5 Secrets to Keep Your Projects from Getting Stale

Learn more about pacing your story at every stage of production, and how can you use it to keep film and video projects at the right tempo.

Pacing is something that can be hard to put your finger on. What makes one film feel fast and fun, and another slow and laborious? It’s more than simply the number of cuts or the time between them. Pacing is something practical, as well as something intangible, that informs how audiences view a film and keep up with the story on the screen.

And it’s not just with movies, either. Every video—from a television spot to a YouTube product review to a TikTok—really should be concerned with its pace. The question is: How do you define pacing and control it in your projects? While the answer may be a bit complicated, it begins to make sense once you start to combine all the elements of filmmaking together—from the script to the shooting to the edit

So, let’s explore the five secrets to pacing and how you can keep your projects from getting stale.

1. Script and Storyboard

Pacing really and truly starts well before you start to put together your edit. The pace of a project is defined in the earliest stages of your outline and script. You have the power to begin to define your pace in pre-production as you plan out your shoot and edit workflow. Different projects are meant to have different pacing.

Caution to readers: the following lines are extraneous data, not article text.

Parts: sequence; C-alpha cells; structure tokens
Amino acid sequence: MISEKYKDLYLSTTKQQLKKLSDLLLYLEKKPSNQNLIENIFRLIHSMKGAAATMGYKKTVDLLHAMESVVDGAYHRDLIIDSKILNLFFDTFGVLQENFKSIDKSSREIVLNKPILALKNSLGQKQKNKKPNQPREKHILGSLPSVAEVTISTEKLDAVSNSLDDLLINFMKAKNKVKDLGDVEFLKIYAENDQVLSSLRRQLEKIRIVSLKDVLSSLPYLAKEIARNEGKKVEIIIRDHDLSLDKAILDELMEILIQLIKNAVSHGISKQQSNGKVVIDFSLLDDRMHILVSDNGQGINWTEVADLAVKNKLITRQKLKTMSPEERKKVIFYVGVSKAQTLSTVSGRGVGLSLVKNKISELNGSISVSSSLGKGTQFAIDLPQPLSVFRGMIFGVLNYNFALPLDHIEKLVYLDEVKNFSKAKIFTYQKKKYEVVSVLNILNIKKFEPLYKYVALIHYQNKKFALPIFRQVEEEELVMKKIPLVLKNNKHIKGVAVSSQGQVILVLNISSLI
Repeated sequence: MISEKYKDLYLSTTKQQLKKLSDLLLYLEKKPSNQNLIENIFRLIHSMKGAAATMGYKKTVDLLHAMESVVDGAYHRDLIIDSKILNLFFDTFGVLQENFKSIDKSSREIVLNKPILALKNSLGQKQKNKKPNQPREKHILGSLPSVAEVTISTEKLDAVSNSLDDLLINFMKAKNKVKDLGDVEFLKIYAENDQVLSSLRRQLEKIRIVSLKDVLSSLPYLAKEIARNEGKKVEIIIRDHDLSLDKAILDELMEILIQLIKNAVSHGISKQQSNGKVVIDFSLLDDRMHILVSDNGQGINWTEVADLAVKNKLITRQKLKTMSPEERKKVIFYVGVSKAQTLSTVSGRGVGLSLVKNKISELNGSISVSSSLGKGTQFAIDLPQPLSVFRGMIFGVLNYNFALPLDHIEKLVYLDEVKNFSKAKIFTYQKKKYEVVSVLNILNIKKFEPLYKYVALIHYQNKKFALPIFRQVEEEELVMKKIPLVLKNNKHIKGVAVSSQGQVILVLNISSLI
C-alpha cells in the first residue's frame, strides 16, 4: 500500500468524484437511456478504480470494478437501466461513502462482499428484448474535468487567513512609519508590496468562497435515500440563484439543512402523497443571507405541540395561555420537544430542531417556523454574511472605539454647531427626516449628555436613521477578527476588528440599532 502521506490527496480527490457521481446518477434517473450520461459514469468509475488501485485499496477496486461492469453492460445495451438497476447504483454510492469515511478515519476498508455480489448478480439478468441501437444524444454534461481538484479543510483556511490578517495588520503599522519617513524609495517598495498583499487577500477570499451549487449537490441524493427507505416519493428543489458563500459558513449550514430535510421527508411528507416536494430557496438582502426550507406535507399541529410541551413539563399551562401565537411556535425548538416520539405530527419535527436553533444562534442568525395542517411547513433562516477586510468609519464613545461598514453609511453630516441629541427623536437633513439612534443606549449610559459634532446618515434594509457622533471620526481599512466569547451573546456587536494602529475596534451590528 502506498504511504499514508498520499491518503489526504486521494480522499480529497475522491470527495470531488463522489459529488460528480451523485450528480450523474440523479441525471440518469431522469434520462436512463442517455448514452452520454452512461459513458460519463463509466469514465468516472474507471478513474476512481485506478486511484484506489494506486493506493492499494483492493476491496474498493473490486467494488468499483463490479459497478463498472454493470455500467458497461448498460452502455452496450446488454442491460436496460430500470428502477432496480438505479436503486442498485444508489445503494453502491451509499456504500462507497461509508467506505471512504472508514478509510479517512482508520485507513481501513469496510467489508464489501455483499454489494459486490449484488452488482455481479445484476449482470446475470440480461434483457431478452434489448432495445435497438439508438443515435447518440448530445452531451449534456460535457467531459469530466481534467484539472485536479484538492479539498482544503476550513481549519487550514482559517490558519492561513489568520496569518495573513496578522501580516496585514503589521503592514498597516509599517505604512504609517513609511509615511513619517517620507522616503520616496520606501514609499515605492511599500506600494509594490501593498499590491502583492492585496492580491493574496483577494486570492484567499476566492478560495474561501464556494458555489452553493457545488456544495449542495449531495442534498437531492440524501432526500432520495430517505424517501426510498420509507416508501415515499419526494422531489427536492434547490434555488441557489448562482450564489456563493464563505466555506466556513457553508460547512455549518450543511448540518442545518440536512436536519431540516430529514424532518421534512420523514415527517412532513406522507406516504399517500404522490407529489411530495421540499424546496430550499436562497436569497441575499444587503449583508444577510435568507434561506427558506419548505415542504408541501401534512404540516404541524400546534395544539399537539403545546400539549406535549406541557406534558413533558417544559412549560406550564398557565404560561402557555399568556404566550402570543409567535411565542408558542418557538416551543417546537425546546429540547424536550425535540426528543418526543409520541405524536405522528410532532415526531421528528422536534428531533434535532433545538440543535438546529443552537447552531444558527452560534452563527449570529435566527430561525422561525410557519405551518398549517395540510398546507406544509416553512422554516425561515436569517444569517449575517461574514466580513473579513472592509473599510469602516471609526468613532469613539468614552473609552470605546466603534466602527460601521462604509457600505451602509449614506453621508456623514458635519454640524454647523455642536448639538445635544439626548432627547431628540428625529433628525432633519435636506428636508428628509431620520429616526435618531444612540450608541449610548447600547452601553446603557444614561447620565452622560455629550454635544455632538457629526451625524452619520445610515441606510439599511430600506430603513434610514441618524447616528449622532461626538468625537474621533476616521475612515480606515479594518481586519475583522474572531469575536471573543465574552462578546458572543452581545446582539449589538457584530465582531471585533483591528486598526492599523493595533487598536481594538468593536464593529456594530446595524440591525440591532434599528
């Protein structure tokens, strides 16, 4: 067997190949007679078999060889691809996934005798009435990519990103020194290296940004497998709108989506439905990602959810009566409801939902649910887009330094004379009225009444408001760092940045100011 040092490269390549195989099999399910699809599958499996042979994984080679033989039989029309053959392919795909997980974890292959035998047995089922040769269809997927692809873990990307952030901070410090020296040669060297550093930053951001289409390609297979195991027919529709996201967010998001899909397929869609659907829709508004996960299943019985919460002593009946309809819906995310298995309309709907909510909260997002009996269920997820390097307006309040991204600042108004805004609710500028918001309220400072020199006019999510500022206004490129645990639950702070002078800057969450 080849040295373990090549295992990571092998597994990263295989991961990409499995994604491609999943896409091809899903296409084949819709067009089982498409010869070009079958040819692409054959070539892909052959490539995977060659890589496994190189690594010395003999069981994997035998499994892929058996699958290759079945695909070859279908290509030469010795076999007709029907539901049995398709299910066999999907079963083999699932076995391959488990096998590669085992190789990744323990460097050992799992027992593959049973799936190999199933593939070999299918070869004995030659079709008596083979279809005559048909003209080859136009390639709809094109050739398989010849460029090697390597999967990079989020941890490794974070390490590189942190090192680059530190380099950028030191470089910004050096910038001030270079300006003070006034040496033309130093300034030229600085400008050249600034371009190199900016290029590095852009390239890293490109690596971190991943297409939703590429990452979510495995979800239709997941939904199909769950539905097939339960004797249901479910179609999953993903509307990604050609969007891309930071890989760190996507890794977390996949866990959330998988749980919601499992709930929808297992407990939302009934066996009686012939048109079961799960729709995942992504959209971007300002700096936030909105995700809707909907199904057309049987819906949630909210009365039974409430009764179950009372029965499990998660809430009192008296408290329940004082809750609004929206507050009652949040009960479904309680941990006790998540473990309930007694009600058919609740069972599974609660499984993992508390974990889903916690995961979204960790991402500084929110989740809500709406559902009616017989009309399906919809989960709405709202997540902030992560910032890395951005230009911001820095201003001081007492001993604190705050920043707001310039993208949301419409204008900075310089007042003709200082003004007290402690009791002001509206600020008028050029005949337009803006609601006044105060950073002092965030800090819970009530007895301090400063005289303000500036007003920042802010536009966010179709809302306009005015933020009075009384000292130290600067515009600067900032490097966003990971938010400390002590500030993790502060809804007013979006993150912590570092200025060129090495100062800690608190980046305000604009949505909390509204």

A project or scene that’s supposed to convey intensity or confusion will be planned and constructed to have lots of shots, lots of cuts, and lots of movement. Whereas a project or scene that’s supposed to be more thoughtful and emotional might lend itself to having long shots, slow movements, and few cuts. It’s important to ask yourself about your pace, and then focus on it early and often as you outline your projects. 

Once you move into your script, you can create pace in your own writing style, as well as in your scene notes (i.e. “the action increases,” “the pace speeds up”). You can also begin to create pace in your storyboards, which are critical for defining how each scene will be entered and exited. This will also help you define which camera moves and movements you need to create pace and speed.